Klarinet Archive - Posting 000014.txt from 1995/03
From: Neil Leupold <Neil_Leupold@-----.COM>
Subj: RE>Re- Spelling
Date: Wed, 1 Mar 1995 17:03:58 -0500
Reply to: RE>Re: Spelling
David Gilman wrote:
"The spelling I have always used for the first entry is "clarinetist." I
believe the British preference has two t's. Just as a historical curiosity,
there was a variant spelling of "clarinet" around the turn of the century as
'clarionet.' Also, does anyone out there still use "hautboy" in
place of "oboe?"
I believe the term "clarionet" was originally used in reference to the
comparison of the clarinet to the _clarion trumpet_ in the early 1700's,
relative to its ability to produce a high penetrating sound upon the addition
of the register hole to its design. Suddenly, the possibilities for the
production of overtones (and therefore the widely extended range of the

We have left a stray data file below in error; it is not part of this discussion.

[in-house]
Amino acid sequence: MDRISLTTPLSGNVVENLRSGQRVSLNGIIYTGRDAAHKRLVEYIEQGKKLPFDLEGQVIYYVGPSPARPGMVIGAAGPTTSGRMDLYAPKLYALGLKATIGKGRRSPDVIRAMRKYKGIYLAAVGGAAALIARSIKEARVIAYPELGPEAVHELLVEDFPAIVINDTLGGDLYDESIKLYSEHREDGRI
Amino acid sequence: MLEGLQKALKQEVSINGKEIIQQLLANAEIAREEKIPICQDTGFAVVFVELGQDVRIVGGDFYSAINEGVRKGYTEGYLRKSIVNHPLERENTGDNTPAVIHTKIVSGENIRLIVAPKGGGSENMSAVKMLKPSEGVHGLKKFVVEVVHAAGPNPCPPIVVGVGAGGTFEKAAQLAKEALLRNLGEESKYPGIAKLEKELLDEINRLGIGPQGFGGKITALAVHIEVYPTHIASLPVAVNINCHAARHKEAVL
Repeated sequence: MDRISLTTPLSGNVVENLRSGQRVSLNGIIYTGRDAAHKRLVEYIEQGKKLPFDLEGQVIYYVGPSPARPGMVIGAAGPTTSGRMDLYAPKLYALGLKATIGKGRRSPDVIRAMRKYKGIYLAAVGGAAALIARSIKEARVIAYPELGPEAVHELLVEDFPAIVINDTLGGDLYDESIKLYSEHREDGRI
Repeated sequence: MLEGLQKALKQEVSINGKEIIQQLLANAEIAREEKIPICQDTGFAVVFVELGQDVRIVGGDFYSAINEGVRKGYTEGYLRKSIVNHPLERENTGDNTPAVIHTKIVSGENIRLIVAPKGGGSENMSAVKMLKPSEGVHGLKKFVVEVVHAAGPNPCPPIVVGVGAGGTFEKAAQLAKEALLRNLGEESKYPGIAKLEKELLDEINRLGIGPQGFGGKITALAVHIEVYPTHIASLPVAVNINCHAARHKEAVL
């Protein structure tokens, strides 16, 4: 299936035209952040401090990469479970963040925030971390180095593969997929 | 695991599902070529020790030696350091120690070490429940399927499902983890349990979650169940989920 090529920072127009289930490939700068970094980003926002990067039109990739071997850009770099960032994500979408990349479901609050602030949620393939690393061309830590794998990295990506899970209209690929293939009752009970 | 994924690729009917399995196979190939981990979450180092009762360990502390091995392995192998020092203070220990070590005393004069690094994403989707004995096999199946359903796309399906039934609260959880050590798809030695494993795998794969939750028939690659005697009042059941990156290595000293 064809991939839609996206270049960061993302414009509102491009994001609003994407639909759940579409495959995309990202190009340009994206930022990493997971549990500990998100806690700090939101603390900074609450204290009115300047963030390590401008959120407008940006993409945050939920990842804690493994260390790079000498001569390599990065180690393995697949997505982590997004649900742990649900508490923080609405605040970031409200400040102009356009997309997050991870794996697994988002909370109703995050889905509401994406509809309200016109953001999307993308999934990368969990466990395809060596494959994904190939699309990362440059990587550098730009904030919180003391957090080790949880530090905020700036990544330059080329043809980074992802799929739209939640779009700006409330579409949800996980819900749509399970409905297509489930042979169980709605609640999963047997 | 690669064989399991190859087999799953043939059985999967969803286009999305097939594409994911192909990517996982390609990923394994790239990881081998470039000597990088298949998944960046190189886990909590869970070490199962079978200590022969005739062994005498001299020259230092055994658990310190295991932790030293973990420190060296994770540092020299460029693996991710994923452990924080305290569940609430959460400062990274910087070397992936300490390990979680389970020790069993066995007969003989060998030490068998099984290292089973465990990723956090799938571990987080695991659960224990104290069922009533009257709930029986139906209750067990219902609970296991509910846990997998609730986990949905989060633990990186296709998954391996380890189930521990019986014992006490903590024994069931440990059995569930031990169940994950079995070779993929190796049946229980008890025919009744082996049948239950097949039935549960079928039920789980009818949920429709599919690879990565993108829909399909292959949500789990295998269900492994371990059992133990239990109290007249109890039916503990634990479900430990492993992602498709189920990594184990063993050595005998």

then-shaum) was opened up. There's a good amount of literature on the subject,
none of it totally conclusive, but many scholars site the addition of the
register key as the pivotal point at which the shaum was no longer a shaum, but
a bona fide clarinet.
As far as spelling is concerned, I believe the distinction between American vs.
British spelling is valid. Even in the Feb '95 edition of BBC Music magazine,
the section on new music releases has a small feature on a Mozart wind concerto
compilation referring to Jack Brymer as a "clarinettist". I suppose they would
use two t's even if they were referring to David Shifrin or Charles Neidich.
Is "Hautboy" a real word? I'm familiar with "Hautbois" (pronounced "oh -
bwah"), wherein "haut" means "high" and "bois" means "wood". Thus, "high